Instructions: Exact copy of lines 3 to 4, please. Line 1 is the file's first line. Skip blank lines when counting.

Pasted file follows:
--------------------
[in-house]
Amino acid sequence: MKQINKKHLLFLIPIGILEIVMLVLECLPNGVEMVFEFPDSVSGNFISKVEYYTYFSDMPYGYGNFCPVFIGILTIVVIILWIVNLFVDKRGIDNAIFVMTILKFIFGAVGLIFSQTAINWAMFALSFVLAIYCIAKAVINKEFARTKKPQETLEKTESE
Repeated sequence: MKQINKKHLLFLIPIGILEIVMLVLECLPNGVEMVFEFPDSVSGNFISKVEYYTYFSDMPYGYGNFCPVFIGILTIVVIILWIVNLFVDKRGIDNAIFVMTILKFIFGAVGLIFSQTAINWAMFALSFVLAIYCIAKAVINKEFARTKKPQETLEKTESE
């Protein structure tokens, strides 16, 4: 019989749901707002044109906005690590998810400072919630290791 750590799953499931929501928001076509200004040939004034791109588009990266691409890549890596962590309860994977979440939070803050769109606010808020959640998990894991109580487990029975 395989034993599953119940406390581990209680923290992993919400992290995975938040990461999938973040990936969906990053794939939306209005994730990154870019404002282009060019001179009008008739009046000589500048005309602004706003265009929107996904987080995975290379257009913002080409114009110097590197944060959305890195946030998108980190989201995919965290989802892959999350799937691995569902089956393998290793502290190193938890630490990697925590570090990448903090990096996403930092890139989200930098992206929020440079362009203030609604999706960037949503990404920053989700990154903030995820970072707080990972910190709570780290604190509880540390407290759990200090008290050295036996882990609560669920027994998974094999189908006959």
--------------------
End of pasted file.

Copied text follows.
Repeated sequence: MKQINKKHLLFLIPIGILEIVMLVLECLPNGVEMVFEFPDSVSGNFISKVEYYTYFSDMPYGYGNFCPVFIGILTIVVIILWIVNLFVDKRGIDNAIFVMTILKFIFGAVGLIFSQTAINWAMFALSFVLAIYCIAKAVINKEFARTKKPQETLEKTESE
């Protein structure tokens, strides 16, 4: 019989749901707002044109906005690590998810400072919630290791 750590799953499931929501928001076509200004040939004034791109588009990266691409890549890596962590309860994977979440939070803050769109606010808020959640998990894991109580487990029975 395989034993599953119940406390581990209680923290992993919400992290995975938040990461999938973040990936969906990053794939939306209005994730990154870019404002282009060019001179009008008739009046000589500048005309602004706003265009929107996904987080995975290379257009913002080409114009110097590197944060959305890195946030998108980190989201995919965290989802892959999350799937691995569902089956393998290793502290190193938890630490990697925590570090990448903090990096996403930092890139989200930098992206929020440079362009203030609604999706960037949503990404920053989700990154903030995820970072707080990972910190709570780290604190509880540390407290759990200090008290050295036996882990609560669920027994998974094999189908006959």